For more information on the services offered at each building, please click on the following links:

High School Spectrum of Services
Middle School Spectrum of Services

Elementary School Spectrum of Services


Gifted and Talented Integrated
Spectrum of Services


  • Mentoring - Students work with the teacher, media specialist, parent volunteer, community member or an older student who can guide their growth in a particular area.  Some mentorships may focus on design and execution of advanced projects, some on exploration of careers, some on affective development, and some on combinations of the above.  Mentorships may focus on areas of strength, particular curricular areas or may be a social/emotional support for the student.
  • Independent Study - A process through which student and teacher identify problems or topics of interest to the student.  Student and teacher plan a method of investigating a method or topic and identifying the type of product the student will develop.  The product should address the problem and demonstrate the student's ability to apply skills and knowledge to the problem.
  • Subject Acceleration - For part of a day, a student is placed at a more advanced level for one or more subjects because it is an extreme talent area.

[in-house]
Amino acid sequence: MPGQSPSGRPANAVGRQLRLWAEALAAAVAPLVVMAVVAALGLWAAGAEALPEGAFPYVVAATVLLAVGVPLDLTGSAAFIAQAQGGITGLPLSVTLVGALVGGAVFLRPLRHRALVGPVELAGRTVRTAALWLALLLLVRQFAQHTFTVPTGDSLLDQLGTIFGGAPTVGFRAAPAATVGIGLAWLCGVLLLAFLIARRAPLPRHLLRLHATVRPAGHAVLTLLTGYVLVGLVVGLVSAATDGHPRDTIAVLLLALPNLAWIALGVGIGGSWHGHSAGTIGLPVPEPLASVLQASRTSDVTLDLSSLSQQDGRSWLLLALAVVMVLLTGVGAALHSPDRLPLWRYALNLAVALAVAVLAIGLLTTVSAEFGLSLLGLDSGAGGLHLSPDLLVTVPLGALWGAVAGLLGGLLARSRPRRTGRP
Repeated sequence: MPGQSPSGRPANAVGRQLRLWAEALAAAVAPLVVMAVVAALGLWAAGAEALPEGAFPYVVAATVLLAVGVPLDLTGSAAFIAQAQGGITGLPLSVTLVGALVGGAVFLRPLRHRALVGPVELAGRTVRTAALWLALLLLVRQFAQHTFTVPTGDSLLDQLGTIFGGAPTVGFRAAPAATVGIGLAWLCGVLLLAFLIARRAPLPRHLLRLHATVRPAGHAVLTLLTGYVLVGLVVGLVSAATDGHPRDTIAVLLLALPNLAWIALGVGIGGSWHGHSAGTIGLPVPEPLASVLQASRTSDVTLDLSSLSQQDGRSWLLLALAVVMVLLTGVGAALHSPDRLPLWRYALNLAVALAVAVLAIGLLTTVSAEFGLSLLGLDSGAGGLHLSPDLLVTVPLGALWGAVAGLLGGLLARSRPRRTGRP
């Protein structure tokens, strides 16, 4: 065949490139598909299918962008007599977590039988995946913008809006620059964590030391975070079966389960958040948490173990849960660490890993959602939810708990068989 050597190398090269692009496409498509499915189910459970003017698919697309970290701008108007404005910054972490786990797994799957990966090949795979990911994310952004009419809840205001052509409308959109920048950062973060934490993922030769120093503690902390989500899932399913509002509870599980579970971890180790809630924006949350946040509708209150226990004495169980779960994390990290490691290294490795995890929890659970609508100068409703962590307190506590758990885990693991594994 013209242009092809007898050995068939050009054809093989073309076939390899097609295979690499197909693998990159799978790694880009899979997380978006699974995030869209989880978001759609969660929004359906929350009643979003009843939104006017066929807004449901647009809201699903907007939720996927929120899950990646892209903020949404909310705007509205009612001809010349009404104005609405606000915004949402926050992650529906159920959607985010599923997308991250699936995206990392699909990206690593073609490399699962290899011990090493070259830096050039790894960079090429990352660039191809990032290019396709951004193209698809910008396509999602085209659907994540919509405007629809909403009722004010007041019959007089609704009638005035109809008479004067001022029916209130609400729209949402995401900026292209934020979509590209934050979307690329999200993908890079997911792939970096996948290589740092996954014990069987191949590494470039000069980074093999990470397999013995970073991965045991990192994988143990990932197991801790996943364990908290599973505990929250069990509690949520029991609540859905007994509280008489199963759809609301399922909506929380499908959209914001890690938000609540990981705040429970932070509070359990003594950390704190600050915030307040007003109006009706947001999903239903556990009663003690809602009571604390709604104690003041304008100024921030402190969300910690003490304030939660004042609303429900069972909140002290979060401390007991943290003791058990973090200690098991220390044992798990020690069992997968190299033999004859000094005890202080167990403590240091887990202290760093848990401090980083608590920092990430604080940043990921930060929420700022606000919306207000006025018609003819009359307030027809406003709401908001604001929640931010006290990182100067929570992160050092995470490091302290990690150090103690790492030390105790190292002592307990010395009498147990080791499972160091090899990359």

• Grade Acceleration - A student is moved ahead of normal grade placement.  This could be done during the year or at the end of the year.
  • Curriculum Compacting - A student moves more quickly through a unit, or tests out of known material in the unit, which provides more time to work on unit enrichment activities.


  • Flexible Grouping - Groups are created for a variety of reasons.  Some groups are established based on student interest, level of challenge, and pace of instruction.  Groups will vary in numbers and duration, depending on the task and the students in the group.  Flexible groups may be within or outside of the classroom.
  • Honors Courses (High School) - More rigorous courses to provide greater challenge for students.  These courses are designated on the student transcript as honors classes.
  • Advanced Placement Courses (High School) - These courses have the rigor or expectations of a college course.  Students have the option to take an examination that can earn up to three college credits for satisfactory performance.
  • Dual Enrollment - Students may pursue college or technical school credit if a comparable offering is not available and other requirements are met.
  • Co-Curricular Options - Options available to students outside the regular school day that are avenues for developing talents and strengths in students, including academic competition.


  • Classroom Differentiation - Within the context of the regular classroom, teachers provide opportunities for curriculum to be flexible in a varity of ways, including adjusting pace, content, process and products.  Differentiation will benefit all students by providing appropriately challenging material.
  • Project-Based Learning - The use of in-depth and rigorous classroom projects to facilitate learning and assess student competence.  Students explore real-world problems and challenges which result in a product presentation or performance.